Q & A Library
Why So Many Twins?
In the last year or two, I've been hearing that more and more friends, acquaintances, and friends of friends are having twins. This seems unusual to me. Are more twins being born these days?
Answer (Published 4/2/2012)
It is indeed true: more twins are being born in the United States than ever before. As a matter of fact, according to a report from National Center for Health Statistics (NCHS), the overall rate of twin births increased by 76 percent from 1980 to 2009. Today, one in every 30 babies born in the U.S. is a twin, compared with one in every 53 babies in 1980. Beyond that, there’s also been an increase in triplet and other multiple births. Two factors seem responsible: the number of women who have taken fertility drugs or used in vitro fertilization in order to get pregnant, and an increase in the average age at which women give birth.
The age factor is important because, as women get older, their ovaries are more likely to produce more than one egg per menstrual cycle, resulting in fraternal multiple births. The biggest increases in twin births have been in women age 30 and older. In 1980, women in this age range accounted for about 20 percent of all births (singletons as well as twins and other multiples); between the years 2000 and 2009, these "older" mothers accounted for 35 percent of births.
In women age 30-34, twin births increased by 76 percent between 1980 and 2009; they were up nearly 100 percent during this period in women age 35-39 and by more than 200 percent among women over 40. All told, the NCHS reports, older maternal age accounts for about one-third of the increase in the twin birth rate from 1980 to 2009.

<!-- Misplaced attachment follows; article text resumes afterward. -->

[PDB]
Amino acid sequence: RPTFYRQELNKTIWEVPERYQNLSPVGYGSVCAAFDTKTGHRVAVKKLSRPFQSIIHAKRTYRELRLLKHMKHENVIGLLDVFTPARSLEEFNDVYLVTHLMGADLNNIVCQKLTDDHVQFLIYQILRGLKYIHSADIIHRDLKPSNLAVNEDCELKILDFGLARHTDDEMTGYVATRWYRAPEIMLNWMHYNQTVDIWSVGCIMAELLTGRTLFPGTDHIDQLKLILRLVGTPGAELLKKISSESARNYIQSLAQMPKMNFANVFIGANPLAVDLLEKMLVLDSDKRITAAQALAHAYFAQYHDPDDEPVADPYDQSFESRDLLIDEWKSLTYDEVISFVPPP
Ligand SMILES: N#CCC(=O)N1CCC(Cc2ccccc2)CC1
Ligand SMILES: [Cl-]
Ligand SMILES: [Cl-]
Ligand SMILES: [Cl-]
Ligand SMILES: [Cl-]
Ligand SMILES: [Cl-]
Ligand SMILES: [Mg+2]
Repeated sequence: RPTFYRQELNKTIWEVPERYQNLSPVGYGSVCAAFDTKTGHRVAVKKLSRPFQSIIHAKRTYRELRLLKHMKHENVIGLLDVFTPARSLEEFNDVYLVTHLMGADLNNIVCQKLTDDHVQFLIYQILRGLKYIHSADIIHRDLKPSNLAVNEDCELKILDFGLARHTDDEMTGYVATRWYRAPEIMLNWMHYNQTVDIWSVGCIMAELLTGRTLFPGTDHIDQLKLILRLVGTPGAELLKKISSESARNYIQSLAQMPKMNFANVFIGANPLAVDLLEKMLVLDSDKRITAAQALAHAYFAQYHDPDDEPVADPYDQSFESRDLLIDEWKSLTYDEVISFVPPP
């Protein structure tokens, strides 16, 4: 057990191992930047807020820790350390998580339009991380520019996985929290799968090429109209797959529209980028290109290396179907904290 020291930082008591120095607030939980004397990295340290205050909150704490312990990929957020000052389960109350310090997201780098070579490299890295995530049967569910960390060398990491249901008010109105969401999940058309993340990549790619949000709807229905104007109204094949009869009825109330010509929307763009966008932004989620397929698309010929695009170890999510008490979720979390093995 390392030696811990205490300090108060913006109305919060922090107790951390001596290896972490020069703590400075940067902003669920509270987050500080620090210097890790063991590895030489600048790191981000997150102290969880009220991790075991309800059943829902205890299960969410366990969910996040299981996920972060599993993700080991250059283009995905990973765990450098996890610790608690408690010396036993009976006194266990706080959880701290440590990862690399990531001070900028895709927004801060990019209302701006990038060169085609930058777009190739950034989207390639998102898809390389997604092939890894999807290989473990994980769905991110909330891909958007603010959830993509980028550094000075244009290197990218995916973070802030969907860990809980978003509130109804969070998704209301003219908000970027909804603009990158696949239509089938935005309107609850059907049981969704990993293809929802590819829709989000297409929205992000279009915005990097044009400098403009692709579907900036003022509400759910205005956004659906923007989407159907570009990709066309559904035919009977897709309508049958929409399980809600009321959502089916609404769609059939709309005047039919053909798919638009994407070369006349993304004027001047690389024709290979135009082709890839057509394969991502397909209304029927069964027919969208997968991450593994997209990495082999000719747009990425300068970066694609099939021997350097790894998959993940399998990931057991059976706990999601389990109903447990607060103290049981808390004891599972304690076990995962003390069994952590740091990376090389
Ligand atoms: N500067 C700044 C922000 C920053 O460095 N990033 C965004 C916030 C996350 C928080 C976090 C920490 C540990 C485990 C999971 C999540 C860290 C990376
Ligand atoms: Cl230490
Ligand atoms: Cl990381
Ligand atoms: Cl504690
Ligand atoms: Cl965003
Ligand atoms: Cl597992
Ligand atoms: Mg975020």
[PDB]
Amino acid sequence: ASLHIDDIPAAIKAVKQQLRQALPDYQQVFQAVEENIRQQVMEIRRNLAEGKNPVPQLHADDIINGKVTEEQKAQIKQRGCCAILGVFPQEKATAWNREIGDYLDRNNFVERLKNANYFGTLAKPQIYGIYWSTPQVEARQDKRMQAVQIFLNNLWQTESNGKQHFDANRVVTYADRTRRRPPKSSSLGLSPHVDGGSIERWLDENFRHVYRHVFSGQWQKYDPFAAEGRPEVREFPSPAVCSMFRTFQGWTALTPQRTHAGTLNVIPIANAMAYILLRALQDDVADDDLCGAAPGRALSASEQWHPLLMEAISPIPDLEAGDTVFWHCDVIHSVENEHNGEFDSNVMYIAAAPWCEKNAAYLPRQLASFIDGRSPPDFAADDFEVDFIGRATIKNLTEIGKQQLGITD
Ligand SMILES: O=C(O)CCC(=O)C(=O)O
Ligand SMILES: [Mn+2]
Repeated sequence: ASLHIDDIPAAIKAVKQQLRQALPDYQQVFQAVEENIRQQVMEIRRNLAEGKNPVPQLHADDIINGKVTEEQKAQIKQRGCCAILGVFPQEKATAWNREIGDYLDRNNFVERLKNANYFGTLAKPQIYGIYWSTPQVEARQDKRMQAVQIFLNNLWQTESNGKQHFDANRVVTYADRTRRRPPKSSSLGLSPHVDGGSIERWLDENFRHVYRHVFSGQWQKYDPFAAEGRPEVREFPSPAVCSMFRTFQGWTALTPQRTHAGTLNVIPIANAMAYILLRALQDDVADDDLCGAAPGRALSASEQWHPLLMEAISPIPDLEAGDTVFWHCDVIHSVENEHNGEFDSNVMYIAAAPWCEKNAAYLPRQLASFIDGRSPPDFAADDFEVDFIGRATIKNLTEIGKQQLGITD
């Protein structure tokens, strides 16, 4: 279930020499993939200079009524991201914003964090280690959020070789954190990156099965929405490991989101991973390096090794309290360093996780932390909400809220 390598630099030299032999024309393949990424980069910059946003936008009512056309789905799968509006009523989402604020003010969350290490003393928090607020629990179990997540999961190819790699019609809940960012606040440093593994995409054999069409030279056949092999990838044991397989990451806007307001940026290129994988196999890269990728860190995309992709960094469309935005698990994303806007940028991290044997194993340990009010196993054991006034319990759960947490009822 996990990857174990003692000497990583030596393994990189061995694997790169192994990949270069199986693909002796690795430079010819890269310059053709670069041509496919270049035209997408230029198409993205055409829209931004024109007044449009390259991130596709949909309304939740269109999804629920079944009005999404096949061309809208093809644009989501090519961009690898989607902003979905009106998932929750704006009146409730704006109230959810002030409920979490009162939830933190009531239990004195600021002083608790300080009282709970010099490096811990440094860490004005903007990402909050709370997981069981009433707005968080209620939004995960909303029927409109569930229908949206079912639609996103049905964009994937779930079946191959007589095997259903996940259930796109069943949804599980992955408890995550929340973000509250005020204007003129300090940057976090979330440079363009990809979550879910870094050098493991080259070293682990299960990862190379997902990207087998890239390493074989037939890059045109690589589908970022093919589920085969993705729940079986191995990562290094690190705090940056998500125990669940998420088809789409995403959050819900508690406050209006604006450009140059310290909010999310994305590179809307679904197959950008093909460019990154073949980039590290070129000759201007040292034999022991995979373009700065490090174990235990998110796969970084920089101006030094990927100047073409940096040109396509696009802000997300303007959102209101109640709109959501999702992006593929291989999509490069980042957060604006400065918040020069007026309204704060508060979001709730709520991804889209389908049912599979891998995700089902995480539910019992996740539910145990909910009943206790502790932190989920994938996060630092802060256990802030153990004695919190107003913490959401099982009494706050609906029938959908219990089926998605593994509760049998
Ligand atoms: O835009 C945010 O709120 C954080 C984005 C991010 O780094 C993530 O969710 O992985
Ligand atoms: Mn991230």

As noted above, a mother’s age is a factor only in pregnancies with fraternal twins, which occur when two eggs are fertilized at the same time. During pregnancy, each fraternal twin has a separate placenta and amniotic sac. These twins can both be boys, both girls, or one of each gender. Genetically, they’re no more closely related than any other brothers and sisters. The mother’s age doesn’t affect the rate of identical twin births.
The increased rate of twinning extends fairly evenly across the population with the largest increases taking place among non-Hispanic white women and women age 30 and older. The NCHS also reports that similar trends took place in Western Europe and elsewhere during the 1980s and 1990s.
Twin births can present problems: the NCHS reported that more than half of the twins born during the study period were low birth weight (under five pounds, eight ounces) and one in 10 were very low. Low birth weight can put babies at risk for serious health problems and lasting disabilities. For this reason, it is very important for women pregnant with twins to have more frequent checkups and take more precautions than women carrying only one child.
Andrew Weil, M.D.
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